Affordable Access

deepdyve-link
Publisher Website

Microbial Metabolism Modulates Antibiotic Susceptibility within the Murine Gut Microbiome.

Authors
  • Cabral, Damien J1
  • Penumutchu, Swathi1
  • Reinhart, Elizabeth M1
  • Zhang, Cheng2
  • Korry, Benjamin J1
  • Wurster, Jenna I1
  • Nilson, Rachael1
  • Guang, August3
  • Sano, William H1
  • Rowan-Nash, Aislinn D1
  • Li, Hu2
  • Belenky, Peter4
  • 1 Department of Molecular Microbiology and Immunology, Brown University, Providence, RI 02906, USA.
  • 2 Department of Molecular Pharmacology and Experimental Therapeutics, Mayo Clinic, Rochester, MN 55904, USA.
  • 3 Center for Computation & Visualization, Brown University, Brown University, Providence, RI 02906, USA; Center for Computational Biology of Human Disease, Brown University, Providence, RI 02906, USA.
  • 4 Department of Molecular Microbiology and Immunology, Brown University, Providence, RI 02906, USA. Electronic address: [email protected]
Type
Published Article
Journal
Cell metabolism
Publication Date
Oct 01, 2019
Volume
30
Issue
4
Identifiers
DOI: 10.1016/j.cmet.2019.08.020
PMID: 31523007
Source
Medline
Keywords
Language
English
License
Unknown

Abstract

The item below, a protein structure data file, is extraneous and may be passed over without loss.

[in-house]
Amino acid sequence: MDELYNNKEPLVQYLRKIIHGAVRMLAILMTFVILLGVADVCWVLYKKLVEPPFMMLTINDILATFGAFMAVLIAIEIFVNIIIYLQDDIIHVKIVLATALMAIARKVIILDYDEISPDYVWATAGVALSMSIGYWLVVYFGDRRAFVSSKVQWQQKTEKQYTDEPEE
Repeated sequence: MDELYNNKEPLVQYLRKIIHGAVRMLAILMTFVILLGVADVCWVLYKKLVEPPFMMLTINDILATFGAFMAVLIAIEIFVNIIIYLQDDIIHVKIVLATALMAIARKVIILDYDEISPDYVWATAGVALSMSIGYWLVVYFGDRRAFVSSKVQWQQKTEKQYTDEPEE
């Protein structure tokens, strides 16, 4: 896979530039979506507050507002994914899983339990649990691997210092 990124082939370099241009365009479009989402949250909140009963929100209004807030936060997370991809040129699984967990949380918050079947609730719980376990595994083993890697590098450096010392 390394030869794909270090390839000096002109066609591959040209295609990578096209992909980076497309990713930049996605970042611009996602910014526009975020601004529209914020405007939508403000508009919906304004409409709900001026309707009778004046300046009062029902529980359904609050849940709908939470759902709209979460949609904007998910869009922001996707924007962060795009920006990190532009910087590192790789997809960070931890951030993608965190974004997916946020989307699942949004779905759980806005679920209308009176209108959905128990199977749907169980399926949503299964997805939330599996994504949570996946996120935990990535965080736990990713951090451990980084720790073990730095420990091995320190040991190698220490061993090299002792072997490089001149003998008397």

Although antibiotics disturb the structure of the gut microbiota, factors that modulate these perturbations are poorly understood. Bacterial metabolism is an important regulator of susceptibility in vitro and likely plays a large role within the host. We applied a metagenomic and metatranscriptomic approach to link antibiotic-induced taxonomic and transcriptional responses within the murine microbiome. We found that antibiotics significantly alter the expression of key metabolic pathways at the whole-community and single-species levels. Notably, Bacteroides thetaiotaomicron, which blooms in response to amoxicillin, upregulated polysaccharide utilization. In vitro, we found that the sensitivity of this bacterium to amoxicillin was elevated by glucose and reduced by polysaccharides. Accordingly, we observed that dietary composition affected the abundance and expansion of B. thetaiotaomicron, as well as the extent of microbiome disruption with amoxicillin. Our work indicates that the metabolic environment of the microbiome plays a role in the response of this community to antibiotics. Copyright © 2019 Elsevier Inc. All rights reserved.

Report this publication

Statistics

Seen <100 times